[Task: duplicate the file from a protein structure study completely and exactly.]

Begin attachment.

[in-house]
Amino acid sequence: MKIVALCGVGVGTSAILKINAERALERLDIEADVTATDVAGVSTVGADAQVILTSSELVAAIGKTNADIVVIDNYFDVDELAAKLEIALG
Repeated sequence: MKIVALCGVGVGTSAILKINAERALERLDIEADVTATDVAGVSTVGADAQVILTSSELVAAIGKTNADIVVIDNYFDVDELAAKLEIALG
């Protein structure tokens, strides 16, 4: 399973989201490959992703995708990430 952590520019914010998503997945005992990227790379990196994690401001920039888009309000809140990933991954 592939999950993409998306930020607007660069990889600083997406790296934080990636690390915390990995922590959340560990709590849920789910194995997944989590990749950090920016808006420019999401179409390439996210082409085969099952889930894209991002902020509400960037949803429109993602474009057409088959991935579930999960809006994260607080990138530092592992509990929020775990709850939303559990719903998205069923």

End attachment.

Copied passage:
[in-house]
Amino acid sequence: MKIVALCGVGVGTSAILKINAERALERLDIEADVTATDVAGVSTVGADAQVILTSSELVAAIGKTNADIVVIDNYFDVDELAAKLEIALG
Repeated sequence: MKIVALCGVGVGTSAILKINAERALERLDIEADVTATDVAGVSTVGADAQVILTSSELVAAIGKTNADIVVIDNYFDVDELAAKLEIALG
């Protein structure tokens, strides 16, 4: 399973989201490959992703995708990430 952590520019914010998503997945005992990227790379990196994690401001920039888009309000809140990933991954 592939999950993409998306930020607007660069990889600083997406790296934080990636690390915390990995922590959340560990709590849920789910194995997944989590990749950090920016808006420019999401179409390439996210082409085969099952889930894209991002902020509400960037949803429109993602474009057409088959991935579930999960809006994260607080990138530092592992509990929020775990709850939303559990719903998205069923």